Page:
Blood pressure (BP) was measured during rest, every 3 min during the test, at the peak of the exercise, and at the end of active and passive recovery by a sphygmomanometer (Becton Dickinson, Brazil) and a stethoscope, by the auscultatory method. Heart rate (HR) was monitored by means of a heart rate monitor (Polar® S810i, Finland) throughout the test. Subjective dyspnea and lower limb fatigue responses were collected through the Borg visual scale (0 to 10) (13).

The CPX was conducted by a physician and two properly trained physiotherapists; for safety purposes, all volunteers were continuously monitored by a 12-lead electrocardiogram (ECG) (Wincardio, Micromed, Brazil). Volunteers were encouraged to perform the test until exhaustion and the criteria for interruption/completion of the test followed the American Thoracic Society recommendations (2).

The second visit occurred after a minimum interval of 48 h after the first one, in which the individuals performed the 2MST. After familiarization with the ergometer, volunteers were instructed to go up and down a portable, rubberized, non-slippery 15 cm step, with no hand support, as many times as possible for 2 min, with free cadence, and being able to slow down, speed up, or even interrupt the exercise if necessary. An evaluator was responsible for counting up-and-down step cycles (UDS). The proper cycle was demonstrated to the patient; the cycle should be initiated with the ascent on the step with the dominant limb, followed by the contralateral limb and the descent should be carried out in the same order.

Before the test, volunteers performed 2 min of rest in a seated position, followed by 2 min in orthostatism. Afterwards, the exercise test started, with standardized verbal encouragement after the 1st min. At the end of the exercise, subjects remained seated for 6 min (passive recovery).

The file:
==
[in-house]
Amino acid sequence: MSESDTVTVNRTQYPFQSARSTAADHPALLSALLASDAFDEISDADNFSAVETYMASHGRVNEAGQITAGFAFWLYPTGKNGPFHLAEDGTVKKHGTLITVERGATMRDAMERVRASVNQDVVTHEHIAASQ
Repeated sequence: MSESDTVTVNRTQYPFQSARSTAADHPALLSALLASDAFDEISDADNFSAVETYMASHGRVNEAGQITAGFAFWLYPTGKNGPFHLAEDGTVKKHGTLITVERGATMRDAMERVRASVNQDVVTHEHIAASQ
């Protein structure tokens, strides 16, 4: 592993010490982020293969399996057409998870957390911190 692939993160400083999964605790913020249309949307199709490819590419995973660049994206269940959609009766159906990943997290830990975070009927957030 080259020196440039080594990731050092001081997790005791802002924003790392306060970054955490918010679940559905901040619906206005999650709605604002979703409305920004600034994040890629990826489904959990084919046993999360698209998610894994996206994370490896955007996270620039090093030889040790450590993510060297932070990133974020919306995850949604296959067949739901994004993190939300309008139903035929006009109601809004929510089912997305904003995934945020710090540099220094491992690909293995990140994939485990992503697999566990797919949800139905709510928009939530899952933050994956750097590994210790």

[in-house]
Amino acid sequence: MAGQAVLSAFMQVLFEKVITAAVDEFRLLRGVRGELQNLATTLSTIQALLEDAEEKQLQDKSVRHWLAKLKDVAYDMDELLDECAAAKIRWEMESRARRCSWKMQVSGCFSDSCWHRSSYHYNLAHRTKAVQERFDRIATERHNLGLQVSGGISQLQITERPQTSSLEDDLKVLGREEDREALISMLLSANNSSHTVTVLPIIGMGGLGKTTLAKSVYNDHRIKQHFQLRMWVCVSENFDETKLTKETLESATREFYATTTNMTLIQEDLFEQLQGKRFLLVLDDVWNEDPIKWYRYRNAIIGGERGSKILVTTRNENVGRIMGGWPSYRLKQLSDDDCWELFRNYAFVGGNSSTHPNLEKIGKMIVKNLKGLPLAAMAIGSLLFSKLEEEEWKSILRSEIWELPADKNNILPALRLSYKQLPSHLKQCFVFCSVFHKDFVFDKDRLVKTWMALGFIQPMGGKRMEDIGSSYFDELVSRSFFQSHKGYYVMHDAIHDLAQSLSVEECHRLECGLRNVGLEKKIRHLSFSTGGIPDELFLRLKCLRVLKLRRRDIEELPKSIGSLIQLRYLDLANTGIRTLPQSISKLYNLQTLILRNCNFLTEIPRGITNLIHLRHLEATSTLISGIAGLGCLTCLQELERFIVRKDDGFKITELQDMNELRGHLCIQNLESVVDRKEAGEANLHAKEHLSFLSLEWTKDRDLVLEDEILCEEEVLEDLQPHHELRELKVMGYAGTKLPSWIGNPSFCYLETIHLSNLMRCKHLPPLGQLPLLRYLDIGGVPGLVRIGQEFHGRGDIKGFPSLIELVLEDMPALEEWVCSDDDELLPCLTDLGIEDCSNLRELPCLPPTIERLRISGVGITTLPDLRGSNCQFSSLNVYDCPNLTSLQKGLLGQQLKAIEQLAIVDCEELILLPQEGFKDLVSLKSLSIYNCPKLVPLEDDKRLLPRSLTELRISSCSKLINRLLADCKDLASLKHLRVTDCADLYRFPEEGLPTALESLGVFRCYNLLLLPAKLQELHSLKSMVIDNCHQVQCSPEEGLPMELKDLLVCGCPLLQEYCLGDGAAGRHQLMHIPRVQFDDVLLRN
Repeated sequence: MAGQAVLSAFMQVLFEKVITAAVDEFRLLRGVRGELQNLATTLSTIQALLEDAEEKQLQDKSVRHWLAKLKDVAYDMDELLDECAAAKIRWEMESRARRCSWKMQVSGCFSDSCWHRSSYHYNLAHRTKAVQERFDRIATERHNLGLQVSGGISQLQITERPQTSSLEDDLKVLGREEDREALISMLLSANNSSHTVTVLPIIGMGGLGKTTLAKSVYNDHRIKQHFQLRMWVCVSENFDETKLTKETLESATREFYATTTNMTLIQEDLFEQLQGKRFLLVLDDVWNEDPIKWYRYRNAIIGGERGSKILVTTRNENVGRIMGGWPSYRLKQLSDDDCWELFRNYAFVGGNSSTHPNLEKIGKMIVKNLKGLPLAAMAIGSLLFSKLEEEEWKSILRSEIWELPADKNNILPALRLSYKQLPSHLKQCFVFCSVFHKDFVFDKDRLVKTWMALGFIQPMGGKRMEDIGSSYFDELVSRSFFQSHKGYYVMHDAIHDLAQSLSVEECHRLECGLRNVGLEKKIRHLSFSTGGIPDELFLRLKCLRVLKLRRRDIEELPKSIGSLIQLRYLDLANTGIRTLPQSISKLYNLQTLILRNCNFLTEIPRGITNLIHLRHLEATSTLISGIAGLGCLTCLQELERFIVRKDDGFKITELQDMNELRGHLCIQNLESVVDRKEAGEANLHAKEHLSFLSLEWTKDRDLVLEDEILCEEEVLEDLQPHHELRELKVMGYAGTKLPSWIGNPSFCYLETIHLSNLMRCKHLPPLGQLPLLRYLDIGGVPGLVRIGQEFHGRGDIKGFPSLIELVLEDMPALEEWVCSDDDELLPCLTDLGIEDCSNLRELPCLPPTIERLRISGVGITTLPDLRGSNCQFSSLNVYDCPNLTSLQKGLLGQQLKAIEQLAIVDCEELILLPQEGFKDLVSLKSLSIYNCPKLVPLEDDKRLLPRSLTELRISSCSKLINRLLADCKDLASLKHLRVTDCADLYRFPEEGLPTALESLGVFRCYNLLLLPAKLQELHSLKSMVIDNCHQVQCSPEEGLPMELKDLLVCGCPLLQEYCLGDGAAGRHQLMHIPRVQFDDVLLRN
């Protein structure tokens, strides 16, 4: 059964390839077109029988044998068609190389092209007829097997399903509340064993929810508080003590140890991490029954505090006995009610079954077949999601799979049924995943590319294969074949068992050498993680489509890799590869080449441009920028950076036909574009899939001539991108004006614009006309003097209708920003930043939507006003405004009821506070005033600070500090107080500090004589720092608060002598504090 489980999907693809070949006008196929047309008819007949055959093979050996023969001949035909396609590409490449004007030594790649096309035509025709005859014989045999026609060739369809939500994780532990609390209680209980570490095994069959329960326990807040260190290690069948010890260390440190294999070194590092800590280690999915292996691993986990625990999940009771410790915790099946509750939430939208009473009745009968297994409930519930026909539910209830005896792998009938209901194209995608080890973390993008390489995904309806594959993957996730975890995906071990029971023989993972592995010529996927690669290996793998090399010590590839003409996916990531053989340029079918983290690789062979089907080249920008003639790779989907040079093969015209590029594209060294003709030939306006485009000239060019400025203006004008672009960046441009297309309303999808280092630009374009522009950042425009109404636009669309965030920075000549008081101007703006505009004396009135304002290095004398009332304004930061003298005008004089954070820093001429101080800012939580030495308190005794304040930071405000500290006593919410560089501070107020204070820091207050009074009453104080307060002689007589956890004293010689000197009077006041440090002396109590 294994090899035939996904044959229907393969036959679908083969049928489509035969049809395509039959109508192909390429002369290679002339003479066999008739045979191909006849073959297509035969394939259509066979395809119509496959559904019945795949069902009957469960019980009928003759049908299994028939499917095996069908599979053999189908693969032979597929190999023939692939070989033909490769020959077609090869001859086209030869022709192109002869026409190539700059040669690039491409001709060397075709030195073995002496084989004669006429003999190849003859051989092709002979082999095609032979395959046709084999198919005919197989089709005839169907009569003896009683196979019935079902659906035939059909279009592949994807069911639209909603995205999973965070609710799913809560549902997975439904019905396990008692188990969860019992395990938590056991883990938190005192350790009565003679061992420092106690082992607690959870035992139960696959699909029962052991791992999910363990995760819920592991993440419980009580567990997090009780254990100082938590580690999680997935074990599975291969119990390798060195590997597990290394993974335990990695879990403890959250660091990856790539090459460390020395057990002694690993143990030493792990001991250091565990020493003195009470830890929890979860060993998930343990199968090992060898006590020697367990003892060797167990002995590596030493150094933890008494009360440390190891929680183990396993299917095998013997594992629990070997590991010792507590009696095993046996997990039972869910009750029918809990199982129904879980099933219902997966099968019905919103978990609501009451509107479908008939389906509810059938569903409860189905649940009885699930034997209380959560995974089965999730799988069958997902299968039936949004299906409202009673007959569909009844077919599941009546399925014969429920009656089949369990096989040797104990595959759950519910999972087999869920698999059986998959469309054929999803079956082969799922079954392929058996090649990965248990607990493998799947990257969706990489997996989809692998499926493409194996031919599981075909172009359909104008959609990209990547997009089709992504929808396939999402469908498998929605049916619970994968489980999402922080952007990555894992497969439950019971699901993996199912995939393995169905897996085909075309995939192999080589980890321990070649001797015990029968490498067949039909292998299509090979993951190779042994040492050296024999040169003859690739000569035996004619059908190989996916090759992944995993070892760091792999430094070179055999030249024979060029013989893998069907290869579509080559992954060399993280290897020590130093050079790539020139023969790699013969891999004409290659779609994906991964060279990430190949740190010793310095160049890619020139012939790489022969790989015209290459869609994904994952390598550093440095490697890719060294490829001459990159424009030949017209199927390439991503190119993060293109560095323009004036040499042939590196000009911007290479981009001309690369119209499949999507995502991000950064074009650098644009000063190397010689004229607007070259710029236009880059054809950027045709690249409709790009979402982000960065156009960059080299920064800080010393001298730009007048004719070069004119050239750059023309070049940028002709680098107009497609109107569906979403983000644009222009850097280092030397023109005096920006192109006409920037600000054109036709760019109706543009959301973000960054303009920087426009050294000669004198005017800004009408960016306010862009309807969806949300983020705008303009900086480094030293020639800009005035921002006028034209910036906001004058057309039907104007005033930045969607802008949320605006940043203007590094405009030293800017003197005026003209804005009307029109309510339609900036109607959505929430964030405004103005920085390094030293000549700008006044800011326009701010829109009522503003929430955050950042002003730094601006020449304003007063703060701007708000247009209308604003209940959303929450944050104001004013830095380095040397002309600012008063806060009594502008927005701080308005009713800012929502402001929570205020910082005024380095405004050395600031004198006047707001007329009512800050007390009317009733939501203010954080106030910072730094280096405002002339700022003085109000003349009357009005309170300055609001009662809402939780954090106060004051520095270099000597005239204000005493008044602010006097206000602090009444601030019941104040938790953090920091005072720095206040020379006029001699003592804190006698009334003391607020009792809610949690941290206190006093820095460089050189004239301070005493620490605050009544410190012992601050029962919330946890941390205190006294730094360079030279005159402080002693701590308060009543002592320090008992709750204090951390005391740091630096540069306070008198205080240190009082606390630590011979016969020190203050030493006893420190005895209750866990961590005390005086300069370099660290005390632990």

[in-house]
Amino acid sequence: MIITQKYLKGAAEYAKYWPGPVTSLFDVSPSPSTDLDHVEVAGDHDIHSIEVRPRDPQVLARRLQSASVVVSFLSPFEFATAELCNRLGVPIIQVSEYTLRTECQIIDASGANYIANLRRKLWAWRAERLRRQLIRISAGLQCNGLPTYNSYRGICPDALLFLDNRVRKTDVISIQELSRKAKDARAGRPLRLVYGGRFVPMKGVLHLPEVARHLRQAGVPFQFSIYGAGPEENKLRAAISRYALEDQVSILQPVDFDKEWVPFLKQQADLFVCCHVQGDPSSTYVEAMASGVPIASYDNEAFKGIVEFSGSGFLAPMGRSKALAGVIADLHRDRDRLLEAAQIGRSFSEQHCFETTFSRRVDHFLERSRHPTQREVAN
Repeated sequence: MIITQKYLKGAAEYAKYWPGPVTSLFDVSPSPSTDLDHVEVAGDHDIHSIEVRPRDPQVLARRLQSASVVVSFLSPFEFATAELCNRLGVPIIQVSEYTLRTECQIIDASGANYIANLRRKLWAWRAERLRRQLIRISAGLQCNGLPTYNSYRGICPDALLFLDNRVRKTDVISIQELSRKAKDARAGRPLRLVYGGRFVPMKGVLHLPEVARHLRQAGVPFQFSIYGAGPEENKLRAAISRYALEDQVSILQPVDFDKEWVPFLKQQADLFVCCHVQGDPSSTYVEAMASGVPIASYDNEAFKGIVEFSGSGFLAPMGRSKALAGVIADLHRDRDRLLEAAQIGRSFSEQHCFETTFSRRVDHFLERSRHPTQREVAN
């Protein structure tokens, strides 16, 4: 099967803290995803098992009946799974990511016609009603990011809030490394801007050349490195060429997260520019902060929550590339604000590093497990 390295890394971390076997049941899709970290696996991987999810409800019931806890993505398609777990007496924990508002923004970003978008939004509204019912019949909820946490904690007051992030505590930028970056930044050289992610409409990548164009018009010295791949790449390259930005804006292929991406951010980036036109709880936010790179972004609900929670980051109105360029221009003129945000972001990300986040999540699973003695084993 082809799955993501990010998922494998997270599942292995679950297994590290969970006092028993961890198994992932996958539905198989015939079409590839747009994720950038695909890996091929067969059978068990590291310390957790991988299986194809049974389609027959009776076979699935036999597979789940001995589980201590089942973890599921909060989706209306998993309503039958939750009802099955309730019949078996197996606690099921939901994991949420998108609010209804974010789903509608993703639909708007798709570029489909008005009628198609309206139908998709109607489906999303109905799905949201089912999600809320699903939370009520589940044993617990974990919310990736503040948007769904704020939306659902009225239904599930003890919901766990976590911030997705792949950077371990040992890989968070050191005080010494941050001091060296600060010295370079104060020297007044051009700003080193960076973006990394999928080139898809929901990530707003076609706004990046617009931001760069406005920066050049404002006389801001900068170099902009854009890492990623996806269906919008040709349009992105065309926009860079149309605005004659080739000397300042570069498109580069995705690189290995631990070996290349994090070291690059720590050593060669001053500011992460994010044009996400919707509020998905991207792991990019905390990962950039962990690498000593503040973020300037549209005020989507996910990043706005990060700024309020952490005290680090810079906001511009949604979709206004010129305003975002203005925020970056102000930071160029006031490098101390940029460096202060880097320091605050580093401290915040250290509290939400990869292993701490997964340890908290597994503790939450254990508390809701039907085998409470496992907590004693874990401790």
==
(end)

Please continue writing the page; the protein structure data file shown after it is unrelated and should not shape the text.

The workload (in W) performed during the test was calculated as: step height (m) × total UDS × weight (kg) × 0.16357 (14). Throughout the test, measurements of expired gases and HR were collected, according to the same methodology described for the CPX. BP and the subjective sensation of fatigue on the Borg scale were recorded during the initial rest, at the end of the exercise, and at the 3rd and 6th min of passive recovery. At the end of the test, the number of UDS was considered. Two properly trained physiotherapists were responsible for conducting the test.

Data analysis

ECG data recorded during the CPX were stored in the WinCardio software (Micromed) for further analysis. Metabolic and ventilatory data were processed and calculated in rolling averages every 15 s. During the rest period, the mean value of the 1st min was considered for all the metabolic and ventilator parameters.

The HR data were stored in a clock and downloaded through an infrared interface to the Polar Pro Trainer 5 software (Polar® S810i) on a computer, and subsequently tabulated for future analysis.

BP values, the subjective perception of fatigue by the Borg scale, and the performance during the 2MST (number of UDS cycles performed) by each individual were recorded manually in the evaluation form of each patient and later tabulated.

Statistical analysis

Statistical analysis was performed using SigmaPlot, version 11.0. Data are reported as mean and 95% of confidence interval. Data normality was tested by the Shapiro-Wilk test. An a posteriori power analysis was performed using the GPower statistical package, Version 3.1.3 (Franz Faul Universität Kiel, Germany). Considering our study total sample size of 31 individuals, 5% type I error, an effect size of 0.50, and the total number of predictors of 2, the statistical power was calculated to be 93%.

Student's t-test or Wilcoxon test were used to compare 2MST and CPX variables. Pearson's correlation coefficient was used to study the correlations between variables and evaluate the degree of association between CPX and 2MST measurements. The r values were interpreted using the following guidelines: 0.00 to 0.19=none to slight, 0.20 to 0.39=low, 0.40 to 0.69=modest, 0.70 to 0.89=high, and 0.90 to 1.00=very high (15). Bland-Altman (16) analysis was performed to evaluate the agreement between VO2 values in both tests. Stepwise multiple linear regression analysis was performed to evaluate the best predictors of CPX and 2MST peak VO2. The reliability of the reference equation for prediction of the 2MST peak VO2 was tested on a second group composed by 10 individuals; to this aim, the real measurements obtained by these subjects in the 2MST and the values obtained from the equation were compared. The level of statistical significance was set at 5%.